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In 1914, decades of building European resentments and rivalries finally exploded into a massive total war that became much larger and bloodier for far longer than anyone could have imagined. This series endeavors to tell the full story of World War I, which was far more than just the trenches and includes war on the high seas and furthest flung regions of the world.Written by
Kenneth Chisholm (firstname.lastname@example.org)
You would not recommend reading only one history book, so why would anyone recommend only one documentary about World War I? This is a good documentary because it covers a great deal and very engagingly, but sometimes it tries to cover too much and necessarily leaves gaps.
If you watch other documentaries, you will find out that the first great tank breakthrough was preceded by a tank failure and that the British Expeditionary Force was so unprepared for the breakthrough when it came that they failed to send enough troops into the breach to secure it, leading to the German recapture of the temporarily lost territory.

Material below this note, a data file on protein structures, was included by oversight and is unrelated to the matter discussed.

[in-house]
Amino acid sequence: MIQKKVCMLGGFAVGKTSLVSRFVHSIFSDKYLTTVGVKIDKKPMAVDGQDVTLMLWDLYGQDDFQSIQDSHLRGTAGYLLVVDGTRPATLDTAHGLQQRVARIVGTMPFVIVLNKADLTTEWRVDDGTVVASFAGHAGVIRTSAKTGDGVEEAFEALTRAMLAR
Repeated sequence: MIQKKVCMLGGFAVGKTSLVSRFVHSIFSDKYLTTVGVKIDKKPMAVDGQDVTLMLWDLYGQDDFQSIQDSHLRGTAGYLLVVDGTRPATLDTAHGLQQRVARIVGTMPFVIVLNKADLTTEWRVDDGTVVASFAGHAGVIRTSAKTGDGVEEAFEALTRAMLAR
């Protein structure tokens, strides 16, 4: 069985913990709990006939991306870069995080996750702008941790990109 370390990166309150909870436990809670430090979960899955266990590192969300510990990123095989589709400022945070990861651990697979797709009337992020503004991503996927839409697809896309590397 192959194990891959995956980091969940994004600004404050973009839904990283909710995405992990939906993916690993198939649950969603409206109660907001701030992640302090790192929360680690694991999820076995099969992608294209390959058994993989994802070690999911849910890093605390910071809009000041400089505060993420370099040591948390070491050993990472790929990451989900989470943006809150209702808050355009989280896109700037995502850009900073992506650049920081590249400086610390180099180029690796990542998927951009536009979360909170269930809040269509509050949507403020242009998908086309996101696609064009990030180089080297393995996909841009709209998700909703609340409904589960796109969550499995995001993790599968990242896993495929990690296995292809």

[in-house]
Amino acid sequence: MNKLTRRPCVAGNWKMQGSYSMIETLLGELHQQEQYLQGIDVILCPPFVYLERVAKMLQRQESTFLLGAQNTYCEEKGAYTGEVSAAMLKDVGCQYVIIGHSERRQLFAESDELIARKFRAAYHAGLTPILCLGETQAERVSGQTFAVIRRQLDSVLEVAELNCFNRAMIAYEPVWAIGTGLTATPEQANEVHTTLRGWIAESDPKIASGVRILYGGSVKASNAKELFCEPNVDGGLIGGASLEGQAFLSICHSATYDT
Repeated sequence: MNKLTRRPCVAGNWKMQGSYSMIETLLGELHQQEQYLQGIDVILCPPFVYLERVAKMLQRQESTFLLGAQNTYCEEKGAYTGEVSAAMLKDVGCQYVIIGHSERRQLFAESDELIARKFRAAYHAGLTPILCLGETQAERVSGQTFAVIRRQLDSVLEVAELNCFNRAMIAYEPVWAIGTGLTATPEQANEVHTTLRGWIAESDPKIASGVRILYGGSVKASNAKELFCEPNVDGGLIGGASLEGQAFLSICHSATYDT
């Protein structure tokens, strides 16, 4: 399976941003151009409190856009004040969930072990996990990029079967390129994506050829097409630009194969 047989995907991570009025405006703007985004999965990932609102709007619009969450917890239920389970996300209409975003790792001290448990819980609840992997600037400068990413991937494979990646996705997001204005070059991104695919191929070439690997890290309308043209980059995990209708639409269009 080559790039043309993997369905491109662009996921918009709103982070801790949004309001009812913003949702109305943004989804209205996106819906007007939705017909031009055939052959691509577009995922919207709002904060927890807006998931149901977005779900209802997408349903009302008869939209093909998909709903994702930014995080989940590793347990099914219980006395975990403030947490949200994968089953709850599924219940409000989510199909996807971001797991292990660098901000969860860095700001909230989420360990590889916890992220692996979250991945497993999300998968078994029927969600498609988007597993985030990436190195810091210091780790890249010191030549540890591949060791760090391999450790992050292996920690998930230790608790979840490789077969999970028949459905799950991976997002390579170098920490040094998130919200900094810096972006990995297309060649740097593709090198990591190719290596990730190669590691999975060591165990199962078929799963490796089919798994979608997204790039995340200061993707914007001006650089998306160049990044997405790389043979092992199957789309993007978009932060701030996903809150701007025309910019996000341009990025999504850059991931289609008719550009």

There is confusion, too, as when it is said that German commander von Hutier's attack on Amiens, France had no purpose, but a few minutes later it is said that when Ludendorff decided to attack Amiens he had an objective of smashing the railroad nexus there. Had Hutier succeeded, wouldn't that have served the same purpose even if accidentally?
A mass of information is presented that dizzies the old hand let alone the beginner, but even so, I was glad that this documentary offers a wealth of stimulating information about all sides of the conflict. The fact that it is British-made gives it an unavoidable bias that is made up for by its attempt to bring other nation's voices into the narrative, using the accounts of both well-known and relatively unknown participants.
There are many documentaries about World War I that are also good. Some, for example, focus more than this one on the war from the point of view of those outside of Europe. This one gives a lot of information about that aspect of the war even though it tries to cover too much ground to tell the viewer all the details. This is a survey, and a pretty good starting point. Learn more about World War I, and you will come to see that there are other opinions on some of the topics. There is more subject matter than this documentary had time to cover, and you might even think that what they left out is awfully important. You might, nevertheless, always remember "The First World War" fondly as an equally informative and moving introduction.
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